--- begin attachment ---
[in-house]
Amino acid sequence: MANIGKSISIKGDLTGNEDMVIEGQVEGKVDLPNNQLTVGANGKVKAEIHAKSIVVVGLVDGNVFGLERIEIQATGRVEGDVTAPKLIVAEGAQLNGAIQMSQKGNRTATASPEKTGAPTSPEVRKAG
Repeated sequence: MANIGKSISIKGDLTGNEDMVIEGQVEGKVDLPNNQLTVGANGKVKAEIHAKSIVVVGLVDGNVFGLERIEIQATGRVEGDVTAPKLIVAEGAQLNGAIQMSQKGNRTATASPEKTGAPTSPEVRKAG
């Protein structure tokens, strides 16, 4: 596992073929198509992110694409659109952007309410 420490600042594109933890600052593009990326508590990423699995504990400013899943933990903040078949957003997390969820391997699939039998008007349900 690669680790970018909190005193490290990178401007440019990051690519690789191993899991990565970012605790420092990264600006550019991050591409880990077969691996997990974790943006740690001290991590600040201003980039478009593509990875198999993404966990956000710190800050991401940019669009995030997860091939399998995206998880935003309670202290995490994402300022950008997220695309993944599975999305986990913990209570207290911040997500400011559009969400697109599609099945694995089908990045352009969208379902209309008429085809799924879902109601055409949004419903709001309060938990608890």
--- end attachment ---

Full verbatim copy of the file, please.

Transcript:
[in-house]
Amino acid sequence: MANIGKSISIKGDLTGNEDMVIEGQVEGKVDLPNNQLTVGANGKVKAEIHAKSIVVVGLVDGNVFGLERIEIQATGRVEGDVTAPKLIVAEGAQLNGAIQMSQKGNRTATASPEKTGAPTSPEVRKAG
Repeated sequence: MANIGKSISIKGDLTGNEDMVIEGQVEGKVDLPNNQLTVGANGKVKAEIHAKSIVVVGLVDGNVFGLERIEIQATGRVEGDVTAPKLIVAEGAQLNGAIQMSQKGNRTATASPEKTGAPTSPEVRKAG
């Protein structure tokens, strides 16, 4: 596992073929198509992110694409659109952007309410 420490600042594109933890600052593009990326508590990423699995504990400013899943933990903040078949957003997390969820391997699939039998008007349900 690669680790970018909190005193490290990178401007440019990051690519690789191993899991990565970012605790420092990264600006550019991050591409880990077969691996997990974790943006740690001290991590600040201003980039478009593509990875198999993404966990956000710190800050991401940019669009995030997860091939399998995206998880935003309670202290995490994402300022950008997220695309993944599975999305986990913990209570207290911040997500400011559009969400697109599609099945694995089908990045352009969208379902209309008429085809799924879902109601055409949004419903709001309060938990608890």